This review contains spoilers for Manifest.
Manifest Season 1 Episode 8
Manifest has now gone deep into serialized territory, and it will be interesting to see if those who have tuned in for the episodic relationship drama, which was originally more compelling, will stay engaged through the fall finale next week. “Point of No Return” didn’t really have a resolution to its investigation, but progress was made in tracking down the missing passengers, which should be enough for viewers whose principal interest is in the mystery of the callings. But do people still care about developments like Lourdes starting a family with Jared now that Michaela has bigger, less personal problems to worry about?
It’s not that family drama is incompatible with science fiction; it’s just that the two are increasingly disconnected in Manifest. On the one hand we have Cal readjusting to school life while being friends with the older kids he remembers from before, and this interesting dissonance ties directly into what happened to Flight 828. Olive’s compassion is touching, and Cal’s worry that it could all end is heart wrenching. On the other hand, there’s Grace’s date night and her awkward encounter with Lourdes. Sure, we’re happy for the Stone family, but Grace telling Michaela about the pregnancy kit felt like an unnecessary reminder during a time when Michaela and Jared were working well together.
There was an attempt to disrupt the closeness being re-forged between the two detectives by introducing the idea of people dying who had been told about the callings, so that may be the tie-in there, tenuous though it may be. The passenger Harvey, who decided he was the angel of death, could have stumbled upon a more compelling reason not to talk about the premonitions, but Ben, for one, was already reluctant to share his experience with anyone anyway. One has to wonder if Harvey’s experience was unique to his callings alone, though the reason why that would be is unclear.
Except there’s the very clear warning of Michaela’s inner voice, which tells her, “Don’t lose him.” She’s likely as annoyed with the Field of Dreams riddles as we are, but since the phrase is repeated even after Harvey has jumped from the roof of the synagogue, we can only assume the calling is telling her to keep Jared from going too far down the rabbit hole, endangering his life. Perhaps Michaela feels if she pushes Jared to focus on starting a family with Lourdes, she won’t become his angel of death. In some ways, the open interpretation is satisfying, but it might also cause some confusion among viewers.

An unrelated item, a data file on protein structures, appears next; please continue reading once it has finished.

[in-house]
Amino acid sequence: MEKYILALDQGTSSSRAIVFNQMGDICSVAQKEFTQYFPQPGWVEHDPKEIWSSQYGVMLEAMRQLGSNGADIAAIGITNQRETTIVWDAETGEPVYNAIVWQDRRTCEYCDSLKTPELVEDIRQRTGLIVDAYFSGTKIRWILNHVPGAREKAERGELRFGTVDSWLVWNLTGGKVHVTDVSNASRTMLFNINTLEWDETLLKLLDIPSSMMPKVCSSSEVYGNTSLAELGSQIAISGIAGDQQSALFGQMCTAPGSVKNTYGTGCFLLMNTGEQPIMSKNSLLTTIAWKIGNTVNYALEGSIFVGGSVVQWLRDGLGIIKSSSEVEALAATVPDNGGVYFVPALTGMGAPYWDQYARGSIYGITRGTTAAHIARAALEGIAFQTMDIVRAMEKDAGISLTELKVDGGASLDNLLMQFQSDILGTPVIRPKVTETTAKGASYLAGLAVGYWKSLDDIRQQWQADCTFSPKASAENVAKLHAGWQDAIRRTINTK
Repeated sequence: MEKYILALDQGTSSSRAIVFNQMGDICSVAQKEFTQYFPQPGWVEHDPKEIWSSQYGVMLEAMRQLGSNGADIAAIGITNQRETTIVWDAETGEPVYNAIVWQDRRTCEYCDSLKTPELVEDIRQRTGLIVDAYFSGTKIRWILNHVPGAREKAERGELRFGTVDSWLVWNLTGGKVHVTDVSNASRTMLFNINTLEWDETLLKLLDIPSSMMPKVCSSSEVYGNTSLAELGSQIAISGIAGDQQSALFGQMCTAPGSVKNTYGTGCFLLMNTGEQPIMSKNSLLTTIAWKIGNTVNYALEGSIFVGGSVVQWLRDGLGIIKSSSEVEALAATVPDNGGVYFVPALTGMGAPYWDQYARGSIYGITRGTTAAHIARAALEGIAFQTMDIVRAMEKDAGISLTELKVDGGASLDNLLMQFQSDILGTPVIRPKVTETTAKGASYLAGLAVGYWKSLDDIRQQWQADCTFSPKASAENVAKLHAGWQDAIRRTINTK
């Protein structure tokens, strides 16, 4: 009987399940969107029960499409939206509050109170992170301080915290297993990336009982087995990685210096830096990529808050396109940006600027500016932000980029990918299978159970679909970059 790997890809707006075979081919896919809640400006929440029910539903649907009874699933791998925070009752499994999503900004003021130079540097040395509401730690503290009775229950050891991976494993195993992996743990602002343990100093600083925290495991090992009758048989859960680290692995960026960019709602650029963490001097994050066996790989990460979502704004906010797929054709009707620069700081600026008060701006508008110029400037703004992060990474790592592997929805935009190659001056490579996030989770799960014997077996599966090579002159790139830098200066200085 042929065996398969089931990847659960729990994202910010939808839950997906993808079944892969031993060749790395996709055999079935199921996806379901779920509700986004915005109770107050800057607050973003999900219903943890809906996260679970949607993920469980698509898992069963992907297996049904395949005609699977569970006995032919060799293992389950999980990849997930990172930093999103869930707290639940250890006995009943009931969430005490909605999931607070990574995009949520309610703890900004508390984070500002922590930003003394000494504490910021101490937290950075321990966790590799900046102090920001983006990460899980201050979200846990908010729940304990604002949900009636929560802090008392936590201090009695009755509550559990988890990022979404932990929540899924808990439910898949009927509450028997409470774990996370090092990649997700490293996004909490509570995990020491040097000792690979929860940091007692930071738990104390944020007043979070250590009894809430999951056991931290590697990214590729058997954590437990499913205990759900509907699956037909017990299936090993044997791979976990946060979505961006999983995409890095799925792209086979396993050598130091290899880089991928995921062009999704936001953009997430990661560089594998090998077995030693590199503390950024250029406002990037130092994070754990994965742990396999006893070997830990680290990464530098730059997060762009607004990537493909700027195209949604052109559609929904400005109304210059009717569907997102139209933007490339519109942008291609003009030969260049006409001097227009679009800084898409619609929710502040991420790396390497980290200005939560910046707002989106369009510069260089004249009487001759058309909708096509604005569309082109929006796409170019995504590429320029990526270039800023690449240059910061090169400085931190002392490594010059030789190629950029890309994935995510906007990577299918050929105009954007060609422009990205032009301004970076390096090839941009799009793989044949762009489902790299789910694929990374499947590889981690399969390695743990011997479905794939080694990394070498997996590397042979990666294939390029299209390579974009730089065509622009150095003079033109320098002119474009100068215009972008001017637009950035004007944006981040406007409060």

Meanwhile, Ben continues to solidify his role as the principal investigator even as Vance, an actual field agent, enters the picture. Amazingly, this dynamic works quite well and leaves the audience hoping for more team-ups between these two. Establishing Ben’s boss, Ronnie, as a bit of a douchebag brosky was a great way to make the infiltration more believable. The search through UDS assets to find the correct property may not have been the most exciting pursuit, but it was a believable way to track down the secretive operation.
Using Fiona in place of Saanvi as the confidante who reveals what the Singularity Project is really up to was a bit jarring at first, but of course she’s the only one who could get into UDS to plant the bug. Her revelation that UDS is trying to artificially re-create the powers of premonition is perhaps not all that surprising, but the fact that Ben and Michaela now have another ally is certainly useful. What Manifest will need to do moving forward, however, is distinguish Fiona and Saanvi a bit more, especially since the latter has been an under-developed character from the very start.
With the introduction of Lawrence, the UDS baddie who accelerates the Singularity Project timeline, we have a more specific target for the ongoing investigation, which makes it that much more puzzling that this week’s story is left somewhat unresolved. Ben had perhaps too easy of a time getting into UDS records to find the chemical plant, but with the tests starting up again, immediately affecting Cal, and with the Harvey storyline resulting in nothing but tragedy, “Point of No Return” had an unfinished feel to it.
Maybe Manifest should have added a “To Be Continued” title to make this week’s episode the first of a two-parter to really sell their idea of a fall finale next week and make the lack of resolution more palatable. As it is, this week’s episode was good, but not great. Satisfying, but not all that exciting. This may come across as “damning with faint praise,” and that’s not the intent here. Manifest has been an enjoyable ride this season, and once it settles into a rhythm and focuses a bit, it has the potential to be a really great series.